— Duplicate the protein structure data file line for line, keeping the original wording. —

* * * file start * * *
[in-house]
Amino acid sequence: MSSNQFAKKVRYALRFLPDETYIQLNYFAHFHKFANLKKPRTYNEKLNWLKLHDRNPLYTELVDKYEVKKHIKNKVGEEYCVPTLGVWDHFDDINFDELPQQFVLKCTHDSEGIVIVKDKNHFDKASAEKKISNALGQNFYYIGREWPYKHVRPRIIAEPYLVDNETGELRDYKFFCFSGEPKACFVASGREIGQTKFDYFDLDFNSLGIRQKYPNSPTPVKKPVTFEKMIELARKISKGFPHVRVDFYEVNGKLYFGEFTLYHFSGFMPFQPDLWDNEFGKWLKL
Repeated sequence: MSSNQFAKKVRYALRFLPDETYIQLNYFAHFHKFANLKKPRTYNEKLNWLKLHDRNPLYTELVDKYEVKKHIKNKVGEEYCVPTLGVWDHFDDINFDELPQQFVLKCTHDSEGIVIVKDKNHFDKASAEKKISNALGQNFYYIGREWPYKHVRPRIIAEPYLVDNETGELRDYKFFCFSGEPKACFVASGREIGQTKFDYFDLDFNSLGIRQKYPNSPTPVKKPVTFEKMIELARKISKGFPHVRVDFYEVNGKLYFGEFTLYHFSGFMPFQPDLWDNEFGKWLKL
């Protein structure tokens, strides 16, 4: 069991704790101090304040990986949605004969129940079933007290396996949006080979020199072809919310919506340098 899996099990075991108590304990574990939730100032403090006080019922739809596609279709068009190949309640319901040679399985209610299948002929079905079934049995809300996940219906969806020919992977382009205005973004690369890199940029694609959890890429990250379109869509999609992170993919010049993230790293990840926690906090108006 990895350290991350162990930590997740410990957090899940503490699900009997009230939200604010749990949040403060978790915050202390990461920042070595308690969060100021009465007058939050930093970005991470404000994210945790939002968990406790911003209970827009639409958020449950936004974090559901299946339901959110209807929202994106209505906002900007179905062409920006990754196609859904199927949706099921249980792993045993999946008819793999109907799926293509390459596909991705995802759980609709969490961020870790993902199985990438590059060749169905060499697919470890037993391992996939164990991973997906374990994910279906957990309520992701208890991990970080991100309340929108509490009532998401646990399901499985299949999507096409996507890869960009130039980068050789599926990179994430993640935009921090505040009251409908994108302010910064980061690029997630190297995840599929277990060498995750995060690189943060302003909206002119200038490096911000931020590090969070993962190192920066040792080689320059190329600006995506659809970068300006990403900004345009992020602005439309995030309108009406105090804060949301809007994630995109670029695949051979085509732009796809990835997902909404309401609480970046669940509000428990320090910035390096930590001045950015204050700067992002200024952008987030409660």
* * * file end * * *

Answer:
[in-house]
Amino acid sequence: MSSNQFAKKVRYALRFLPDETYIQLNYFAHFHKFANLKKPRTYNEKLNWLKLHDRNPLYTELVDKYEVKKHIKNKVGEEYCVPTLGVWDHFDDINFDELPQQFVLKCTHDSEGIVIVKDKNHFDKASAEKKISNALGQNFYYIGREWPYKHVRPRIIAEPYLVDNETGELRDYKFFCFSGEPKACFVASGREIGQTKFDYFDLDFNSLGIRQKYPNSPTPVKKPVTFEKMIELARKISKGFPHVRVDFYEVNGKLYFGEFTLYHFSGFMPFQPDLWDNEFGKWLKL
Repeated sequence: MSSNQFAKKVRYALRFLPDETYIQLNYFAHFHKFANLKKPRTYNEKLNWLKLHDRNPLYTELVDKYEVKKHIKNKVGEEYCVPTLGVWDHFDDINFDELPQQFVLKCTHDSEGIVIVKDKNHFDKASAEKKISNALGQNFYYIGREWPYKHVRPRIIAEPYLVDNETGELRDYKFFCFSGEPKACFVASGREIGQTKFDYFDLDFNSLGIRQKYPNSPTPVKKPVTFEKMIELARKISKGFPHVRVDFYEVNGKLYFGEFTLYHFSGFMPFQPDLWDNEFGKWLKL
């Protein structure tokens, strides 16, 4: 069991704790101090304040990986949605004969129940079933007290396996949006080979020199072809919310919506340098 899996099990075991108590304990574990939730100032403090006080019922739809596609279709068009190949309640319901040679399985209610299948002929079905079934049995809300996940219906969806020919992977382009205005973004690369890199940029694609959890890429990250379109869509999609992170993919010049993230790293990840926690906090108006 990895350290991350162990930590997740410990957090899940503490699900009997009230939200604010749990949040403060978790915050202390990461920042070595308690969060100021009465007058939050930093970005991470404000994210945790939002968990406790911003209970827009639409958020449950936004974090559901299946339901959110209807929202994106209505906002900007179905062409920006990754196609859904199927949706099921249980792993045993999946008819793999109907799926293509390459596909991705995802759980609709969490961020870790993902199985990438590059060749169905060499697919470890037993391992996939164990991973997906374990994910279906957990309520992701208890991990970080991100309340929108509490009532998401646990399901499985299949999507096409996507890869960009130039980068050789599926990179994430993640935009921090505040009251409908994108302010910064980061690029997630190297995840599929277990060498995750995060690189943060302003909206002119200038490096911000931020590090969070993962190192920066040792080689320059190329600006995506659809970068300006990403900004345009992020602005439309995030309108009406105090804060949301809007994630995109670029695949051979085509732009796809990835997902909404309401609480970046669940509000428990320090910035390096930590001045950015204050700067992002200024952008987030409660």